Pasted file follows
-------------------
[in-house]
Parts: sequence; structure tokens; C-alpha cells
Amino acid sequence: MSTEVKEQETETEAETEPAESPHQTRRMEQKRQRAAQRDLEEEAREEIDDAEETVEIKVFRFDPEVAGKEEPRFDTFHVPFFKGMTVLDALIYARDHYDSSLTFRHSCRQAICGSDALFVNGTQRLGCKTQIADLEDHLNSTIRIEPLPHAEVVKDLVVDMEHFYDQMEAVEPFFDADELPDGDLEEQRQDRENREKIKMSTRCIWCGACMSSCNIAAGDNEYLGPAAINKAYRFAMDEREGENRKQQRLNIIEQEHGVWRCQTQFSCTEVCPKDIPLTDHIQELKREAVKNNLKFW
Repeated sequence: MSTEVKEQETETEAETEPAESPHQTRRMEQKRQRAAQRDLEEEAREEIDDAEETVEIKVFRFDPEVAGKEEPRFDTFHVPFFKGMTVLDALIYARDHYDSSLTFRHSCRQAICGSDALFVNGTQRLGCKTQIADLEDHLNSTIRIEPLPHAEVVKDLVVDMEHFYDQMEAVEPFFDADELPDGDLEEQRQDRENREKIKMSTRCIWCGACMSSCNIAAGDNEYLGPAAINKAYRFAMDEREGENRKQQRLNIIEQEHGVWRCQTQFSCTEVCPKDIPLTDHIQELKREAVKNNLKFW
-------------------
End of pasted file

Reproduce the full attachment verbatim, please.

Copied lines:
[in-house]
Parts: sequence; structure tokens; C-alpha cells
Amino acid sequence: MSTEVKEQETETEAETEPAESPHQTRRMEQKRQRAAQRDLEEEAREEIDDAEETVEIKVFRFDPEVAGKEEPRFDTFHVPFFKGMTVLDALIYARDHYDSSLTFRHSCRQAICGSDALFVNGTQRLGCKTQIADLEDHLNSTIRIEPLPHAEVVKDLVVDMEHFYDQMEAVEPFFDADELPDGDLEEQRQDRENREKIKMSTRCIWCGACMSSCNIAAGDNEYLGPAAINKAYRFAMDEREGENRKQQRLNIIEQEHGVWRCQTQFSCTEVCPKDIPLTDHIQELKREAVKNNLKFW
Repeated sequence: MSTEVKEQETETEAETEPAESPHQTRRMEQKRQRAAQRDLEEEAREEIDDAEETVEIKVFRFDPEVAGKEEPRFDTFHVPFFKGMTVLDALIYARDHYDSSLTFRHSCRQAICGSDALFVNGTQRLGCKTQIADLEDHLNSTIRIEPLPHAEVVKDLVVDMEHFYDQMEAVEPFFDADELPDGDLEEQRQDRENREKIKMSTRCIWCGACMSSCNIAAGDNEYLGPAAINKAYRFAMDEREGENRKQQRLNIIEQEHGVWRCQTQFSCTEVCPKDIPLTDHIQELKREAVKNNLKFW